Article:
Scientist Interview: meet Stephen Payton

Stephen Payton has been collecting weekly water samples for ocean acidification research in his home community of Seldovia, in partnership with the Alutiiq Pride Shellfish Hatchery in Seward.

Q: Tell us a little about yourself and how you and your community got involved in OA sampling

I’m the Fisheries Technician for the Seldovia Village Tribe. Before beginning to work for the Tribe I worked as a seasonal employee for Cook Inlet Aquaculture Association at a weir in Seward and at the Tutka Bay Lagoon Hatchery.

Ocean Acidification (OA) has been on people’s minds for a while. In Seldovia there’s a long history of everyone highly relying on the ocean for food and for work. The Seldovia area has seen huge declines in clams and shellfish in the area that is attributed to over fishing mostly. Some shellfish are beginning to come back to levels capable of sustaining a small harvest. So OA is scary as a new threat to our marine resources. Seldovia Village Tribe’s Environmental Department have been helping Jeff Hetrick and Roger Painter with some prior projects they were working on at the Alutiiq Pride Shellfish Hatchery (APSH) and they approached us about collecting water samples as part of their project, and we were more than happy to join in. 

Q: From the citizen scientist standpoint, what does water sampling for ocean acidification involve? 

Jacqueline Ramsay with APSH provided us with a kit that has all the equipment we need to collect and preserve water samples. Once a week my co-worker Jan Yaeger or I go down to the float plane dock here in Seldovia and use a water grab to collect a sample. We hold the samples until we have a dozen or more and then they get shipped back to Jacqueline at APSH. We try to be as consistent as possible going once a week and around the same time. While we’re there we also collect water samples for Rosie Robinson at the Kachemak Bay National Estuarine Research Reserve (KBNERR) to monitor for harmful algal blooms. So we get to help out in two ways.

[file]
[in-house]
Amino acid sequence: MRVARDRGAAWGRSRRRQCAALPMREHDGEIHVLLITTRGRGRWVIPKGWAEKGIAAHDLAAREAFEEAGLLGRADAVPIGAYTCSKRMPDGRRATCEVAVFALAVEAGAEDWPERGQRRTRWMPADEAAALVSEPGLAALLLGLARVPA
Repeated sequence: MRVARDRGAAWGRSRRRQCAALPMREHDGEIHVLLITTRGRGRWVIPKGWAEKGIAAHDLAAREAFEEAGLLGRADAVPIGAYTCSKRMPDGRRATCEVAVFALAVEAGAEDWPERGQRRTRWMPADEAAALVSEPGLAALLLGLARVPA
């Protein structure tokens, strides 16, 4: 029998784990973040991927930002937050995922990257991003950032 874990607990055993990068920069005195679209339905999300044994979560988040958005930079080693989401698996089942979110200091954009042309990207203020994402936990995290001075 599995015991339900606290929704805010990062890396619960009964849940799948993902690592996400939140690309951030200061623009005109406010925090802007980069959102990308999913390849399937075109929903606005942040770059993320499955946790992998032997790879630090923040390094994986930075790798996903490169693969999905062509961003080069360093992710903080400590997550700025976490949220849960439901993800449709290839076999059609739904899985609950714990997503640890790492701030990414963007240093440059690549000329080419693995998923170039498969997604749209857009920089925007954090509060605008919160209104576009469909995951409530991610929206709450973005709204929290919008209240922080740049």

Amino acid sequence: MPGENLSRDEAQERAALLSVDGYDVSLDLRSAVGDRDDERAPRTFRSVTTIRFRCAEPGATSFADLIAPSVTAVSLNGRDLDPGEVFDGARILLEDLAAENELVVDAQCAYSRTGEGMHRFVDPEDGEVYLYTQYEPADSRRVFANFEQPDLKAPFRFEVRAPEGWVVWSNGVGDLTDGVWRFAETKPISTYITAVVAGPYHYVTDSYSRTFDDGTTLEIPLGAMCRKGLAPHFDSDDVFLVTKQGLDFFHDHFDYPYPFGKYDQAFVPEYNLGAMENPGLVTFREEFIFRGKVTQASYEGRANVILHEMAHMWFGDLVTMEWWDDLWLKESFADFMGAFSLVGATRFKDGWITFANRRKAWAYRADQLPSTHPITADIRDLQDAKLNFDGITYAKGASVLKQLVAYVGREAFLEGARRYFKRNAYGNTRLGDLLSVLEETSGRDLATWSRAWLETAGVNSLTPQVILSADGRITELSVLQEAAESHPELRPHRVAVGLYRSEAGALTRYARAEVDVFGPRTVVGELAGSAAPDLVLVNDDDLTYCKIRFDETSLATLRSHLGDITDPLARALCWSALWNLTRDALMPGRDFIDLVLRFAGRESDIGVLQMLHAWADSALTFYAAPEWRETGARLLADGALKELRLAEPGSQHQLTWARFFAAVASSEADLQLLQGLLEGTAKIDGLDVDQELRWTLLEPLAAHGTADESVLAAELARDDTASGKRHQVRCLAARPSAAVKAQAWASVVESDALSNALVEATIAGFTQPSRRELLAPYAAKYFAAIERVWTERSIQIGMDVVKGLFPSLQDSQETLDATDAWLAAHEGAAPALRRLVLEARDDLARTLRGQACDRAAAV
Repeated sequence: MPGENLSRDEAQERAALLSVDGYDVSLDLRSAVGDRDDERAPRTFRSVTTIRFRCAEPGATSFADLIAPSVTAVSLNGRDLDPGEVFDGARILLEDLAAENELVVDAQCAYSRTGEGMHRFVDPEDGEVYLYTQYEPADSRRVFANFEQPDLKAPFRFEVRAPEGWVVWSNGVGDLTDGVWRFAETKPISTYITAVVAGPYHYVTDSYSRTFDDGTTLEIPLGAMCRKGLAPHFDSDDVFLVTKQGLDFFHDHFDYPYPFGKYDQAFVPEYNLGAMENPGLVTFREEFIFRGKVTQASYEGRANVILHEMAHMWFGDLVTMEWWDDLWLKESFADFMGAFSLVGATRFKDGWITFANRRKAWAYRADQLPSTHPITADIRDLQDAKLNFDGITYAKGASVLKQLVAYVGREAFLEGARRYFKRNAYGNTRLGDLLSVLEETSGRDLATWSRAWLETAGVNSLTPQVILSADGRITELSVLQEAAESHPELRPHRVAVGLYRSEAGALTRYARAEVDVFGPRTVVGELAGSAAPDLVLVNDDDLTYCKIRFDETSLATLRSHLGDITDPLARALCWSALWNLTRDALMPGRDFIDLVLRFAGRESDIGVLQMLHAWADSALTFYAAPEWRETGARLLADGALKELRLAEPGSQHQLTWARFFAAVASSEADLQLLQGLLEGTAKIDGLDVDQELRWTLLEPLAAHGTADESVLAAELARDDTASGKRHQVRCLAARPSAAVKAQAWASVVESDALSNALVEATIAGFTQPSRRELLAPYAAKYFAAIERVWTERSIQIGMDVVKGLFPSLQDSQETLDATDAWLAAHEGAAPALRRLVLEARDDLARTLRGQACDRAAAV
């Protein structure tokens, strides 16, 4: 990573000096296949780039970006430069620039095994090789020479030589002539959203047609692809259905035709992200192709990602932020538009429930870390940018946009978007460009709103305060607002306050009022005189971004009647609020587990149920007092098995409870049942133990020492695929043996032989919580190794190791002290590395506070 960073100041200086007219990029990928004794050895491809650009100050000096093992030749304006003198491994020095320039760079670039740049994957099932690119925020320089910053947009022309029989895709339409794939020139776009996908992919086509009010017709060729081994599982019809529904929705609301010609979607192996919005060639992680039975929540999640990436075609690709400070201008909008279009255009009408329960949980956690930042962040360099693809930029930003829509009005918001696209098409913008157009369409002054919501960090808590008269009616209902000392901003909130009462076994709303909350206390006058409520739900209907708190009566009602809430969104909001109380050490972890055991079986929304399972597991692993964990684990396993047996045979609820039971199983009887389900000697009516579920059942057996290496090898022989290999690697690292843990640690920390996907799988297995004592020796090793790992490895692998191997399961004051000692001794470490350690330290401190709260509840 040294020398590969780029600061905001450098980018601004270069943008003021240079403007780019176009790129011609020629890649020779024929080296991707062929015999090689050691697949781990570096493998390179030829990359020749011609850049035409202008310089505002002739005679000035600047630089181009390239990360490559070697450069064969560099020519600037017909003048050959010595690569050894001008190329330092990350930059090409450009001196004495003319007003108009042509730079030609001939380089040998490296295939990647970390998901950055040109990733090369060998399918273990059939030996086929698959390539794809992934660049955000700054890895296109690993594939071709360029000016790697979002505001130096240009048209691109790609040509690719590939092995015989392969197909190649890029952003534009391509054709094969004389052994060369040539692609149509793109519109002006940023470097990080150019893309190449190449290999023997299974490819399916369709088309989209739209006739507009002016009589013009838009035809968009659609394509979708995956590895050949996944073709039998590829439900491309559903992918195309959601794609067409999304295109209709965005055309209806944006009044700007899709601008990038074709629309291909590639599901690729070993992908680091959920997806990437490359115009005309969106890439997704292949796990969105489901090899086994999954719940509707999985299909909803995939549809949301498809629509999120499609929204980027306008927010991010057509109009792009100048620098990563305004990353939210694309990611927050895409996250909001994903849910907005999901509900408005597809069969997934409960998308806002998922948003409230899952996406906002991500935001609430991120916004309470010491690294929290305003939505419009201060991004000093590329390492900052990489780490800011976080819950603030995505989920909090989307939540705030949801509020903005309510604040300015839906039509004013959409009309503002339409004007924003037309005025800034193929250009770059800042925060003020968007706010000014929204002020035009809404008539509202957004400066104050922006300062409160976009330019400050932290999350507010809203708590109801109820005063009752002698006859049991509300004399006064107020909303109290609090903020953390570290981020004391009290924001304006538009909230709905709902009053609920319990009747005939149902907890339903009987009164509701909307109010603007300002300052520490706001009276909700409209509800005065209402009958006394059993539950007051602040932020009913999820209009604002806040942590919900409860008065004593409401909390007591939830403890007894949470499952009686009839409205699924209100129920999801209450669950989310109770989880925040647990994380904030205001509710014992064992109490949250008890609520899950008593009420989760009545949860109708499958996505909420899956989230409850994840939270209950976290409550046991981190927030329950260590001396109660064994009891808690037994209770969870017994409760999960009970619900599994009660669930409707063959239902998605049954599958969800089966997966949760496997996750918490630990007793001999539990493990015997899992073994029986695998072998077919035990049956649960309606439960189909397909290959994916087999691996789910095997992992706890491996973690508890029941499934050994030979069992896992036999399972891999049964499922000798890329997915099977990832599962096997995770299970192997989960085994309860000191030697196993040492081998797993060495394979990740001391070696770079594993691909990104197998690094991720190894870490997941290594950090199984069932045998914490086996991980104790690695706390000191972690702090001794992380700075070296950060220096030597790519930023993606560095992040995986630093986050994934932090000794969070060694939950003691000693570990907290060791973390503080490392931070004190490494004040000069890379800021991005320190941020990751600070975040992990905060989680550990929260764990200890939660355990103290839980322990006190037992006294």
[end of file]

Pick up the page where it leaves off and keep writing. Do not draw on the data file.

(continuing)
Q: What have you learned so far about the results from your community?

Jacqueline, Jeff, and Roger have been great to work with and always keep us up to date on their results. We have been told our data has been great because of the consistency throughout the project. As Jacqueline stated in her interview they found a trend in saturation state in summer versus winter months. I believe Jeff had stated that what they’re finding is very close to what they had predicted.

Are people talking about ocean acidification in Seldovia, and if so, what are their thoughts? 

OA is talked about in Seldovia. I feel fishermen are particularly interested because of the effects OA could have on their jobs. People are interested and want to know if, how, and when it could affect the marine life they rely on. I know one person who had been thinking of getting into oyster farming but decided not to because with advancing OA they don’t think it will be viable in the future. A lot of times, especially in the summer, people come by and ask us what we’re fishing for or what we’re doing. So we have been able to inform many people, locals and tourists, about OA and APSH’s efforts.

What keeps you committed to this program?

I think I stay committed to collecting samples for the program because OA is a real issue, it is happening and we need to study and understand it so we know how to react as it progresses. Half an hour or so once a week is all it takes to help others collect some meaningful data. We hope we can use what we have learned from this project to create our own OA project possibly involving clams in an area where SVT has performed a study in the past. We are also interested in starting a kelp project that would involve an OA study.

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